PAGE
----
- The NZ government takes a tough stand against supermarket duopoly, rejects a few of the Commerce Commission’s recommendations
- The Warehouse Group's director seeks an exit from the Broad
- Michael Hill International's cash position strengthens; it sells its Canadian Consumer credit book
The NZ government is committed to addressing the issues related to competition and high prices across the country’s supermarket sector.
According to the Commerce Commission’s report, supermarkets make excess profits of about NZ$1 million a day, straight from pockets of NZ consumers.
The Commission made several recommendations, including the introduction of a mandatory code of conduct and appointing an industry regulator along with more transparent loyalty schemes. NZ authorities have accepted most of the recommendations and are taking keen action on the remaining few.
It is noted that one of the Commission's recommendations related to the review of competition in three years has been rejected by the Government, stating that the issues related to the lack of competition need to be addressed urgently as owing to global inflation and the increased cost of living, NZers are under pressure and not getting a fair deal. Hence, the duopoly needs to change.
The Government is of the view that the New Zealand market needs more competition and is working on the implementation of compulsory unit pricing on grocery products, thus giving shoppers the ability to better compare products.
With the above backdrop, let us skim through the three NZX-listed retail stocks.
Source: © Igorbukhlin | Megapixl.com
The Warehouse Group Limited (NZX:WHS)
First on the list is The Warehouse Group Limited, which is a leading retailer of general merchandise and apparel. It has a market cap of around NZ$1.19 billion.
Recently, the Group revealed that Will Easton, its director, has sought a departure from the Board.
Easton had been a valuable Board member, and the management acknowledged his extensive commercial and governance contribute to the Group.
At the market close on 31 May, WHS gained 2.39% to NZ$3.430.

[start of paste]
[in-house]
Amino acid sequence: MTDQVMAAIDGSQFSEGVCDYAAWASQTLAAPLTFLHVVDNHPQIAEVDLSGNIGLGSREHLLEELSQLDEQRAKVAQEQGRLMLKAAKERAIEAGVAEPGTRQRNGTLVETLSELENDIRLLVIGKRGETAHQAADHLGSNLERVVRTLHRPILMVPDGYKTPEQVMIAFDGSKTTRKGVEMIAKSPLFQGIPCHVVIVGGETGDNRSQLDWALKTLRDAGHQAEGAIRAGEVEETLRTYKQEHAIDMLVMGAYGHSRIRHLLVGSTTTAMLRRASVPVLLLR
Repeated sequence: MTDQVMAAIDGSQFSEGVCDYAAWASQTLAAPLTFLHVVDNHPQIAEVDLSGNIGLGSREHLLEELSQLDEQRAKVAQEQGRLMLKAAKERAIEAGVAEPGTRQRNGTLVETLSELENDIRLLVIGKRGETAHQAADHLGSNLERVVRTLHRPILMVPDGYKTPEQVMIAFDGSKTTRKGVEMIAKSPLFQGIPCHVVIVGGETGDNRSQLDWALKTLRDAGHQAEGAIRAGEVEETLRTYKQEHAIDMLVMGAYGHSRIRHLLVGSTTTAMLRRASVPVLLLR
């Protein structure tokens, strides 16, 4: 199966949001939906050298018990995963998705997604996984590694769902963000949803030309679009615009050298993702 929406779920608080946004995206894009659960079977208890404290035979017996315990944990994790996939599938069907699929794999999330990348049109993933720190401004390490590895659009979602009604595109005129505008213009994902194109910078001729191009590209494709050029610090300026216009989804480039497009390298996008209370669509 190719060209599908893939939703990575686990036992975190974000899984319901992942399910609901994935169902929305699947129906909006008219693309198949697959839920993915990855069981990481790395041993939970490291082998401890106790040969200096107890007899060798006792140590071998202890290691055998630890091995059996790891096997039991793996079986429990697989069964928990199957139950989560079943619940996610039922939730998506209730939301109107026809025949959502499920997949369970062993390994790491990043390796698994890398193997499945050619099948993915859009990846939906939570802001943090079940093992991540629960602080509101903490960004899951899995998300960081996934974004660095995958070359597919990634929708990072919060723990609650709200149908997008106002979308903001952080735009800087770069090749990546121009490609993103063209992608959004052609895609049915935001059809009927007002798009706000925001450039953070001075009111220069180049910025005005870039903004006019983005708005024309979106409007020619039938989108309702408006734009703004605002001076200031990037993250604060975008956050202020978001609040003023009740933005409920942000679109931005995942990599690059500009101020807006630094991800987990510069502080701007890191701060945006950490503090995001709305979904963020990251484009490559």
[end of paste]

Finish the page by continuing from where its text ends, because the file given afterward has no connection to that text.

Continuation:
Coming up next is Briscoe Group Limited, which derives its revenue from the retailing of homeware and sporting goods and has nearly NZ$1.31 billion as its market cap.
A few days back, the retailer had organised its Annual Shareholder Meeting in Auckland, which was also held virtually.
A resolution relating to the re-election of its retiring director, Rod Duke, was carried out by the shareholders. Also, Board members were empowered to fix the remuneration of PricewaterhouseCoopers, BGP's auditor, for the forthcoming year.
At the market close on 31 May, BGP was down 0.84% to NZ$5.900.
Topping off the list is Michael Hill International Limited, a well-known retail jewellery chain, having a market cap of nearly NZ$431 million.
A few days ago, the Company disclosed the sale of its Canadian credit receivables to Flexiti, a provider of consumer credit across Canada. As per the terms, the latter will offer third-party consumer credit to all the retailers’ stores located across Canada.
Proceeds amounting to nearly AU$12 million are to be received in early June, thus strengthening its cash position and balance sheet. Moreover, this partnership would enhance MHJ’s Canadian offering, resulting in the broadening of the retailer’s consumer base.
At the market close on 31 May, MHJ declined 1.77% to NZ$1.110.
NZ authorities are making all efforts to strengthen the competitiveness of its supermarkets and are working for Kiwi shoppers to get a price at the checkout.